There is something hidden, 'a mystery', a 'truth' in painting, I am trying to explore what that is.


Abstract painter Derbyshire Dales

Living and working as a painter close to Ashbourne, which is known locally as the 'Gateway to Dovedale' gives me access to the Derbyshire Dales and the Peak District in particular. Although I paint from across the UK, Most of my work is inspired by the local countryside and surrounding Villages.


Home. Winter Sunset Ashbourne thumb

Winter Sunset Ashbourne


Home. lone tree 12 x 10 thumb

Lone Tree Back Tor


Contemporary Art and modern art

Most people see modern art as everything that isn't a direct representation of a subject matter. Damien Hurst said that "people don't my art because it's Contemporary art and they prefer classical artworks", he said that "even classical art was once contemporary". Not everyone outside the art world wouldn't know the difference and most would see everything as modern or contemporary and lump the two terms together to describe what they are seeing. The modern art movement can be dated during the 1950's, 60's and 70's and signified a break away from the traditionalism of the time. Contemporary art means the 'art of the day', the distinction between modern and contemporary art can be described as a shift in focus away from aesthetic beauty to the underlying concept of the work. The end result of a work of Contemporary art became less important than the process by which the artist arrived there, a process that now often requires participation on the part of the viewer i.e. Performance art. I've always imagined the viewing of the artwork to be the participation and thought that was the point of art but that's not the case, sometimes the artwork itself is the point, Banksy shredding his work at auction comes to mind. Growing up viewing Contemporary art gave me a desire to make conceptual and theory-based artworks but honestly, it's a struggle to let go of the need to portray something or see something 'in' a painting, it feels like it's human nature to do so. That for me is the challenge and the mystery of the artwork through the practice of making it. It's something I strive for.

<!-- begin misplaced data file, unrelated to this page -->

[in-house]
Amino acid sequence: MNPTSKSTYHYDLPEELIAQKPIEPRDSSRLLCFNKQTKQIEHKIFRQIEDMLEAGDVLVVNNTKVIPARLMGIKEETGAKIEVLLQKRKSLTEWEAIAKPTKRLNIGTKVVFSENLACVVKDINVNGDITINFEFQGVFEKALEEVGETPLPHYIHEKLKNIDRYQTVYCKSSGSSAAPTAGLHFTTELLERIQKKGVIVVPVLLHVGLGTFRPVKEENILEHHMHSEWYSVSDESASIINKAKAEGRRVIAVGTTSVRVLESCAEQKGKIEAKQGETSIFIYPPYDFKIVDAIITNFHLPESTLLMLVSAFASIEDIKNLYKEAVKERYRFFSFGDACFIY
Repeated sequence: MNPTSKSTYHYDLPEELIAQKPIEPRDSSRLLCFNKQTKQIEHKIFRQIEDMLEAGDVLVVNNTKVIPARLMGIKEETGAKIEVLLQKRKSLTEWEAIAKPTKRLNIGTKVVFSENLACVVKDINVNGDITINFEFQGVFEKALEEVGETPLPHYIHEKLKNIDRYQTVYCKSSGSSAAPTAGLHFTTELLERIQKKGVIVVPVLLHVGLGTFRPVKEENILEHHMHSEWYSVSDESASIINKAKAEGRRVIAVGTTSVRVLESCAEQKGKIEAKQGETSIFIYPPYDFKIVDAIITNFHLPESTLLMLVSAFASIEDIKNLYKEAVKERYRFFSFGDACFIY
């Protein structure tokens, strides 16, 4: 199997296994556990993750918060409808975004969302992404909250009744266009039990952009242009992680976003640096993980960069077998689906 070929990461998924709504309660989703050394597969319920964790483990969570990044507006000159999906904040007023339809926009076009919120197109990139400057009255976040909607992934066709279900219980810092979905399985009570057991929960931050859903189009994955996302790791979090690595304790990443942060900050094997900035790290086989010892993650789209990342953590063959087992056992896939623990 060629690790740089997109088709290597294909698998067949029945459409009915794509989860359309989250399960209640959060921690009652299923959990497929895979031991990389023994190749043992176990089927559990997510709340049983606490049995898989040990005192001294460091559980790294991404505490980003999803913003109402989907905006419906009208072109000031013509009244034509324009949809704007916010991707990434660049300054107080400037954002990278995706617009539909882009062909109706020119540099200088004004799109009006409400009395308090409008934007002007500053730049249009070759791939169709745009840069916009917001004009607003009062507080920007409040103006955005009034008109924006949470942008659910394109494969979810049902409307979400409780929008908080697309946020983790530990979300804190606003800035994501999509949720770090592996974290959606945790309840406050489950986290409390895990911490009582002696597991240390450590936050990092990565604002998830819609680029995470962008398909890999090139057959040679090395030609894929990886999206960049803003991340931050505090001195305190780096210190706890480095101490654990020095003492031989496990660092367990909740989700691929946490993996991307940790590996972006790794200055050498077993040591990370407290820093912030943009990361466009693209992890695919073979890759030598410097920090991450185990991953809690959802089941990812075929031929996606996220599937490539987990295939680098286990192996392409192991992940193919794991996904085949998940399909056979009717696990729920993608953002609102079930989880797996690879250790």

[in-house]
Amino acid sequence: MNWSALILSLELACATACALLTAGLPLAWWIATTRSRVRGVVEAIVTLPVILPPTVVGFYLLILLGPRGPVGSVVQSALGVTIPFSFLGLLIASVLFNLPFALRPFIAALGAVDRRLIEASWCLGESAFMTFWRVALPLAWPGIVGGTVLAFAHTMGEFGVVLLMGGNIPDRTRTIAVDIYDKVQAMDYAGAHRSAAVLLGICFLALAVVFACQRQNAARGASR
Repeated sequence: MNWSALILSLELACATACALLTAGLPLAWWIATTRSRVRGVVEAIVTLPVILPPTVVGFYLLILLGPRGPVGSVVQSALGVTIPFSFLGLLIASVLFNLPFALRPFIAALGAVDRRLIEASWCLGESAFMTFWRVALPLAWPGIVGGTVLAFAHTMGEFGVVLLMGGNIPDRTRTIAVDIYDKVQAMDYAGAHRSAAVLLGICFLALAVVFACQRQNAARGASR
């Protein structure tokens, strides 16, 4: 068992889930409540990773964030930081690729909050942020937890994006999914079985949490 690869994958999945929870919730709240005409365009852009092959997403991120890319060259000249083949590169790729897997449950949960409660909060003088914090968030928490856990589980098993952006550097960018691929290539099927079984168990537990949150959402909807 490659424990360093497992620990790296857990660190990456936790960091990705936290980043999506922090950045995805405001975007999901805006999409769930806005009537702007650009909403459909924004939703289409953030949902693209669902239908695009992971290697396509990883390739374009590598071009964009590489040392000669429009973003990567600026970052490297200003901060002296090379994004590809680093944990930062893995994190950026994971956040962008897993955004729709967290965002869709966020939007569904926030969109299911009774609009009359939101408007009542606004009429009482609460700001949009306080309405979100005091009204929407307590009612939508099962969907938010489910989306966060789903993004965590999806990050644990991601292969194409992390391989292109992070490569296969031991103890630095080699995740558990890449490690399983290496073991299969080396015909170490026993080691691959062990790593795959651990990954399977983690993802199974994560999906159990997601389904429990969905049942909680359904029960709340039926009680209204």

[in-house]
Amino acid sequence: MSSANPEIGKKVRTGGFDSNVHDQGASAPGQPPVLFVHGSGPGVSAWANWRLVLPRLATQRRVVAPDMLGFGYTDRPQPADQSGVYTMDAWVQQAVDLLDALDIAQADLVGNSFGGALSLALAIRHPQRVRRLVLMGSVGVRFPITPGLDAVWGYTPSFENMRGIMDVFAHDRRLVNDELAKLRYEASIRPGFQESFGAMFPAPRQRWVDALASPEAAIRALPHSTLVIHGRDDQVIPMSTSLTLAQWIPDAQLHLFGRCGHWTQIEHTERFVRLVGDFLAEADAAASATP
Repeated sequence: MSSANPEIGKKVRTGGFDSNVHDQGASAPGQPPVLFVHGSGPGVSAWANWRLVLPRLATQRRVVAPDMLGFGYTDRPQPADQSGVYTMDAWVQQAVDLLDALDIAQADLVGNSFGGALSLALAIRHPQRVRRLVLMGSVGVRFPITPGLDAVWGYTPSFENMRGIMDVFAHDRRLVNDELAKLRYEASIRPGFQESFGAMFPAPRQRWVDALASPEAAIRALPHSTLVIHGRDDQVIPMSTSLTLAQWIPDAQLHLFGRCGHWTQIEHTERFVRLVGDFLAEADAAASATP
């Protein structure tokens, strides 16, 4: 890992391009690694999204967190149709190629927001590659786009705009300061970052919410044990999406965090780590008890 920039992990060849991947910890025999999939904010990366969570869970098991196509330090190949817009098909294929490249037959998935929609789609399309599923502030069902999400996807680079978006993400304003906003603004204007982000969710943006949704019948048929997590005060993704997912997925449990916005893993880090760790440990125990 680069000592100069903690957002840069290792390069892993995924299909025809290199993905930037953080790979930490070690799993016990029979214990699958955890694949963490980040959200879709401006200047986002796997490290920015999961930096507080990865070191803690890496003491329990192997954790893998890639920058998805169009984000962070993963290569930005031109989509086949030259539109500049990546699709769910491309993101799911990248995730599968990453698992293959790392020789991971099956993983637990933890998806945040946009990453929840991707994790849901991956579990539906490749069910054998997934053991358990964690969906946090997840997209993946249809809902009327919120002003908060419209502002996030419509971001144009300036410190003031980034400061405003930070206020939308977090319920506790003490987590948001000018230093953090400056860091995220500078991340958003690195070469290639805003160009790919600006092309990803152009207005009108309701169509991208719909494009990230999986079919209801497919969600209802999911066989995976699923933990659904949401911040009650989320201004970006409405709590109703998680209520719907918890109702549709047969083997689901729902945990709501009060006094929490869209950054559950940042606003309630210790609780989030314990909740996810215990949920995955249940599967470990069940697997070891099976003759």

Home. Moments before blossom thumb

Moments before the blossom


Home. Untitled Landscape on Monday thumb

The butchers window


Works on paper

Quite often I will explore ideas over a period of time. Sometimes I will come in from a days hiking in the Peak District and I’ll want to immediately put the sketchbook drawings onto a larger format, or explore memories of a place or event, something that inspires me to make a drawing, a 'hook' if you like. I like to work quickly, the rawness of lines and marks adds to the energy of the drawing and charcoal enables this. These end up on the studio wall for a while to serve as inspiration or mark making references. Here are a few.

View more works on paper by Philip Craig


Home. drawingi-20-01-21-fw


Home. drawingG-20-01-21-fw


Home. drawingH-20-01-21-fw


Perhaps the single most reliable finding in our studies is that creative work takes a long time. With all due apologies to thunderbolts, creative work is not a matter of milliseconds, minutes, or even hours—but of months, years and decades.

Howard Gruber


click
©2021 Philip Craig — powered by PHDi Websites
Website Cookies   Privacy Policy   Admin Login